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in their commodities into the city, and the retail dealers (Kct.irr)\oi) who exposed the goods pur­chased of the former, or of producers of any kind (auTOTrwAcu), or of foreign merchants (e/xTropoi), for sale in the markets. (Plat, de Repub. ii. p. 371 ; Xen. Mem. iii. 7. § 6; Pint. Arat. 8 ; caupo.) A certain degree of disgrace was attached to the occupation of a retail dealer, though at Athens there were positive enactments to the contrary. (Andoc. de Myst. p. 68 ; Aristot. de Repub. i. 10, iii. 5 ; Plat. Leg. xi. pp. 918, 919 ; Diog. Laert. i. 104,ix. 66 ; Aristoph. Eq. 181 ; Demosth. c. Euhul. 30, p. 1303.) There is an interesting but very difficult question as to the effect which the occu­pation of selling in the market had upon the social position of women who engaged in it. (Demosth. in Neaer. p. 1367 ; Lys. in Theomn. p. 363 ; Plut. Sol. 23 ; Harpocr. and Suid. s.v. ncoA<£<n ; Becker, Charikles, vol. i. pp. 260—266.) The wholesale dealers also sold their goods by means of a sample (5e?y/m), either in the market, or in the place called Scry/m, attached to the port. (Harpocr. s. v. §e?y/.ia ; Poll. ix. 34 ; Pint, Demosth. 23 ; Plat, j&egr. vii. p.788 ; Diphil. ap. Ath. xi. p. 499, e.; Bockh, Econ. of Atli. p. 58, 2d ed.) The retail dealers either exposed their goods for sale in their shops, or hawked them about. (Aristoph. Acharn. 33; Plut. Apoplith. Lacon. 62, p. 236.) The pri­vilege of freely selling in the market belonged to the citizens : foreigners had to pay a toll. (De­mosth. in Eulul p. 1308 ; Bockh, Econ. of Atli. p. 313.)

Most citizens either made their own purchases in the market (Aeschin. c. Timarch. p. 87 ; Aristoph. Lysistr. 555—559), or employed a slave, who was called, from his office, ajopaffr^s (Xen. Mem. i. 5. § 2 ; comp. Ath. iv. p. 171 ; Poll. iii. 126 ; Terent. Andr. ii. 2. 31.) Sometimes female slaves performed this office (Lysias, de Caed. Eratosth. p. 18, comp. p. 11), but such an appear­ance in public was not permitted to any free wo­man, except a courtezan (Machon, ap. Ath. xiii. p. 580.) The philosopher Lynceus, of Samos, wrote a book for the guidance of purchasers in the market. (Ath. vi. p. 228.) It was esteemed dis­reputable for people to carry home their purchases from the markets, and there were therefore porters in attendance for that purpose, who were called irpovveiKoi, iraio'api&ves, and TrcuSwz/es. (Theo-phrast.Char, xvii.—xxii.; Hesych. s.v. TrpovveiKoi.) The preservation of order in the market was the office of the agoranomi.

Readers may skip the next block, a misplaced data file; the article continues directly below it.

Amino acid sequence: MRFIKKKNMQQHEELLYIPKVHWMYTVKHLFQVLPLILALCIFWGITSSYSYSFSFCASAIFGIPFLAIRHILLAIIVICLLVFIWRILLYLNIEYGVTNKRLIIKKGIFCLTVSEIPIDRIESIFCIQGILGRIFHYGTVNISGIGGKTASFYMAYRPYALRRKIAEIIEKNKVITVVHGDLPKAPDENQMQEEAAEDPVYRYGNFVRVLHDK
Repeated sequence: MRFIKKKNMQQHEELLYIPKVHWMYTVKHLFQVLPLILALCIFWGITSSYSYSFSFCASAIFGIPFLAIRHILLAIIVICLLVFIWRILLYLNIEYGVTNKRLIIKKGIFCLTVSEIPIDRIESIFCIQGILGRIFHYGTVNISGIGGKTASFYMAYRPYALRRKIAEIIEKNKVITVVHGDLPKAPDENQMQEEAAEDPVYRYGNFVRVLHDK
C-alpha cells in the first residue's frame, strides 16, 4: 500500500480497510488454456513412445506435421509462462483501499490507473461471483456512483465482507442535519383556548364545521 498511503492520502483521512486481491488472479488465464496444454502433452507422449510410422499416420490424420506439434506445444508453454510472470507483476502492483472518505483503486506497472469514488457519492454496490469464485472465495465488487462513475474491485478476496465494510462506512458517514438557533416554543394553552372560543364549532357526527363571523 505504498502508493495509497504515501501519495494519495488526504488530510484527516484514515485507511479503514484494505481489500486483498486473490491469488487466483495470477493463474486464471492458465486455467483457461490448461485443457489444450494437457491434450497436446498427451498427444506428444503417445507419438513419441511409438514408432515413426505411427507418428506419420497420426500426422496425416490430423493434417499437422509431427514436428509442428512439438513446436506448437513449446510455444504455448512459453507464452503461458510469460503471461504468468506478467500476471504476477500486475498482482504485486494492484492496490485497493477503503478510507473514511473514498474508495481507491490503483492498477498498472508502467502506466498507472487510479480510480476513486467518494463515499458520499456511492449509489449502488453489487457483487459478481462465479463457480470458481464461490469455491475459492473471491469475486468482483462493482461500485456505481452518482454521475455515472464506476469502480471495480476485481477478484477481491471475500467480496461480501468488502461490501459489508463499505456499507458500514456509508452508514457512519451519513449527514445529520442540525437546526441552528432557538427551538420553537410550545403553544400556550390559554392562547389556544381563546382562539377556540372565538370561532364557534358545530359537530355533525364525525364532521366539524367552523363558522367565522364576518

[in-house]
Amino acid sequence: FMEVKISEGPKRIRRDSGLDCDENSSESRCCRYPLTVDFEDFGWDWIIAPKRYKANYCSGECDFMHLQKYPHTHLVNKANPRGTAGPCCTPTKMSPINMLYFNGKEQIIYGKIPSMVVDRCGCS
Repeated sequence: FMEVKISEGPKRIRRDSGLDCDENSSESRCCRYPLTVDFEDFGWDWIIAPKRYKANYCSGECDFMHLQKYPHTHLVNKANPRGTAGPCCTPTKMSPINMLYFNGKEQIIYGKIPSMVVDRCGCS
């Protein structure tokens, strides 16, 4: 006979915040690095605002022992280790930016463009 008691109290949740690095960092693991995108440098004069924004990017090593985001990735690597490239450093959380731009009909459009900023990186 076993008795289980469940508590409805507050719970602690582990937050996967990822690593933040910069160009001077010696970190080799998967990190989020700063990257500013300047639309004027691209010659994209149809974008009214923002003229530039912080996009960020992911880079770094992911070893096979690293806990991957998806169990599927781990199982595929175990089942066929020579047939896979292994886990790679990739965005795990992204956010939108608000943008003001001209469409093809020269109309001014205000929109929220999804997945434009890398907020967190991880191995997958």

Both the architectural details of the Agora and the uses of its several parts might be further illus­trated by the remains of the ayopd or ayopai (for it is even doubtful whether there were two or only one) at Athens ; but this would lead us too far into topographical details. This part of the subject is fully discussed in the following works: Leake, Topography of A thens ; Krause, Hellas, vol. ii. ; Miiller, in Ersch and Gruber's Encydopadie, art. Attica; Hirt, Lekre d. Geb'dtide, ch. v. supp. 1 ; Wachsmuth, Plelleh. Alterthumsk. vol. i. supp. 6, b, 2d ed.

For the whole subject the chief modern au­thorities are the following : — Hirt, Lelire d. Ge-b'dude d. Griechen und Romern, ch. v. ; Stieglitz, Arclidol. d. Baulcunst; Wachsmuth, Hellenische Alterthumskunde; Bockh, Public Oeconomy of Athens; and especially Becker, Charikles, 4th scene, vol. i. pp. 236—296, in the original. [P.S.]